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Done. Thanks for alerting. Contaldo80 (talk) 09:00, 24 June 2013 (UTC)
Thanks. Do you not think any of the material such as the Jackson or Brown quotes, or parts of the Loewen or Watson analyses, belong in the King article? Woodshed (talk) 09:38, 24 June 2013 (UTC)
Absolutely not. The speculation of people who did not know these men is not relevant. Loewen especially seems to be using historical figures to push an agenda of his own. I merely trimmed unsubstantiated gueshsing from the article. This is an encyclopedia, not a gossip column.Catherinejarvis (talk) 16:14, 24 June 2013 (UTC)
Could you please avoid suggesting that gay history is merely all about idle "gossip". That's an incredibly insulting thing to say. Contaldo80 (talk)
If powerbrokers, let alone voters, knew that Buchanan was gay, his political ascent would have been controversial, to say the very least. In fact, it's hard to see how he could have been elected at all given the attitudes of the time. Andrew Jackson also called John Quincy Adams a pimp. Jackson was known for making outrageous accusations, not for his gaydar. If you leave aside the innuendo from Jackson and his Tennessee clique, the remaining evidence can best be described as "underwhelming." This blog post gives the argument in greater detail. The Clever Boy (talk) 04:12, 6 March 2014 (UTC)
Underwhelming perhaps, but not beyond belief. We're just saying he might have been homosexual, not born on Mars. It's not that controversial surely?Contaldo80 (talk) 16:58, 27 March 2014 (UTC)
The blog cited above terminates Buchanan's letter at "... a wooing to several gentlemen, but have not succeeded with any one of them", ironically mocking it as "scorching stuff", while omitting the remaining text, which contains: "... and should not be astonished to find myself married to some old maid who can nurse me when I am sick, provide good dinners for me when I am well, and not expect from me any very ardent or romantic affection". If including this text wouldn't damage the blog's argument, the blog wouldn't bother to exclude it. The simple effort to omit this text, then, indicates that it IS scorching stuff (with no ironic quote-marks). Also, the blog applies the incorrect standard ("proof"), and mocks using the absence of evidence contrary to a fact as evidence of the fact. But many Presidents are deemed heterosexual without "proof", on nothing more than having behaved like a stereotypical heterosexual male, absent the production of contrary evidence. So the presumptive designation of "homosexual, pending further evidence" should be alllowed to stand on symmetrically weak evidence.188.8.131.52 (talk) 07:37, 27 June 2014 (UTC)Christopher L. Simpson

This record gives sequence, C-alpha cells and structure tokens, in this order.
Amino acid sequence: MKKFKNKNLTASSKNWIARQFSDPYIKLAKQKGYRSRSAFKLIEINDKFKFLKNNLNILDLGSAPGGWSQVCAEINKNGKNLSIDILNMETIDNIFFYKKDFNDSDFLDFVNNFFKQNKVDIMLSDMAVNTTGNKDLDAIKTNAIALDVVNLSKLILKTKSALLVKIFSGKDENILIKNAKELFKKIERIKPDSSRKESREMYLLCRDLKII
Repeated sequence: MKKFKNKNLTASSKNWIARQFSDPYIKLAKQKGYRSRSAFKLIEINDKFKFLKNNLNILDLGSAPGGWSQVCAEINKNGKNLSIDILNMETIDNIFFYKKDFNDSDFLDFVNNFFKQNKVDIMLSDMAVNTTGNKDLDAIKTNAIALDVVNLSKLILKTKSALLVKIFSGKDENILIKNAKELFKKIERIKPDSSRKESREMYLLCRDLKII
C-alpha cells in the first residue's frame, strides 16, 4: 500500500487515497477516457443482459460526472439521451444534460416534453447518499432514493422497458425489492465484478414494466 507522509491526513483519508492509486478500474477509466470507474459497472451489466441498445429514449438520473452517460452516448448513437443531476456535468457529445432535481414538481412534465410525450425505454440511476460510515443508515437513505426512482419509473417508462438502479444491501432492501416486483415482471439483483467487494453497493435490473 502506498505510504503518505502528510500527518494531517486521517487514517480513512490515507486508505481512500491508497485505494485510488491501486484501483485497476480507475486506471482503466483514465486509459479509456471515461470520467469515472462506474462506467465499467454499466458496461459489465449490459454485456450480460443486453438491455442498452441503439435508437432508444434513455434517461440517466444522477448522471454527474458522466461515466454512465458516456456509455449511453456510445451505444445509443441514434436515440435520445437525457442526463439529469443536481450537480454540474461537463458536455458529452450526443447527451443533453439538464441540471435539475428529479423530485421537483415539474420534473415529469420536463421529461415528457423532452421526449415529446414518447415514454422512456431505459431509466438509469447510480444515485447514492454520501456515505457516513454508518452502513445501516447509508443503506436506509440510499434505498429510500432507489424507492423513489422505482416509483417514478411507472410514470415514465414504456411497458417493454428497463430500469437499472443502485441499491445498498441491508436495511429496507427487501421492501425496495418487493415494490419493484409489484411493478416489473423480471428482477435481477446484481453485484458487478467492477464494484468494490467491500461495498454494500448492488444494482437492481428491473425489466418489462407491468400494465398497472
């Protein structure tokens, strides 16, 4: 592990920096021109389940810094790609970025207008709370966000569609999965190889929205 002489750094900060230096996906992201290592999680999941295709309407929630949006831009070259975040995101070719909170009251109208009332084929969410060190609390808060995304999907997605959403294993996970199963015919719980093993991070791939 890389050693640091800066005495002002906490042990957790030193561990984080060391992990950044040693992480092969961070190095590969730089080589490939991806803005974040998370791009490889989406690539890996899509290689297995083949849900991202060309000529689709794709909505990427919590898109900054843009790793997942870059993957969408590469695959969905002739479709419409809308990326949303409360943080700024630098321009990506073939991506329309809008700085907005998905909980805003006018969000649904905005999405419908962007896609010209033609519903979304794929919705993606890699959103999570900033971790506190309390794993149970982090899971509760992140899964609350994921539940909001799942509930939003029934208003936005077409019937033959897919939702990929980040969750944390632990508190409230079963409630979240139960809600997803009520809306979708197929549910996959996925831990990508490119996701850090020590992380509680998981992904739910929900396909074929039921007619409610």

"... a personal crusade to out people who can never defend themselves. ..."?
The language "... a personal crusade to out people who can never defend themselves. ..." used by User talk:Catherinejarvis is offensive. Is being homosexual something you are "outed" for? User talk:Catherinejarvis notes that since Buchanan is dead he has no opportunity to rebut (if he was in fact heterosexual) the assertion that he was homosexual. Would she similarly protest the assertion that some other dead historical figure was heterosexual but, being dead, is unable to rebut (had they been homosexual) the assertion that they were heterosexual? The standard that should be applied to evidence of Buchanan's homosexuality is NOT that it should be (as two writers here opine) better than "gossip" or better than "underwhelming". The standard that should be applied to evidence of Buchanan's homosexuality is precisely the same standard as should be applied to evidence of any dead person's heterosexuality. If Wikipedia, relying only on "underwhelming gossip", reports on some dead person's presumed heterosexuality, then it must accept "underwhelming gossip" as the standard for reporting on Buchanan's possible homosexuality. If you believe that making a case for Buchanan's homosexuality requires stronger evidence than making a case for his heterosexuality or asexuality, then that is, by definition, bias.184.108.40.206 (talk) 06:13, 19 June 2014 (UTC)Christopher L. Simpson
The Utah War section was clearly written by the Brethren and is comical in the extreme in it's attempt to eliminate the largest movement of the US Army between The Mexican War and The Civil War. The Buchanan administration was almost entirely consumed by the Utah situation in the opening months following inauguration. Kane was on his way out of the Valley with Brigham ready to burn it to the ground when word came of the demise of the northern escape route via the fall of Fort Limhi. Within 12 hours, realizing he was trapped forever on US Soil, he capitulated and sent a snotty letter to A.S. Johnston, leader of the US Expedition wintering over at Fort Bridger. It would take a Peace Commission dispatched by Buchanan to negotiate (without Kane's involvement or input) the passage of Johnston's 2500-strong army through the streets of Great Salt Lake City singing the folk song "One-Eyed Riley" on 26 June 1858. — Preceding unsigned comment added by 220.127.116.11 (talk) 20:28, 1 February 2015 (UTC)
I think that he was rated the worst President should be put on here — Preceding unsigned comment added by 18.104.22.168 (talk) 16:37, 29 March 2015 (UTC)
Very strange reference from National_Hotel_disease#President-elect involvement that: 1) he was ill for the first few weeks of his presidency, and 2) that affected his decisions during that time. Searching for illness or health doesn't pop up anything in this article. What gives? BS there or here? Shenme (talk) 04:34, 29 June 2015 (UTC)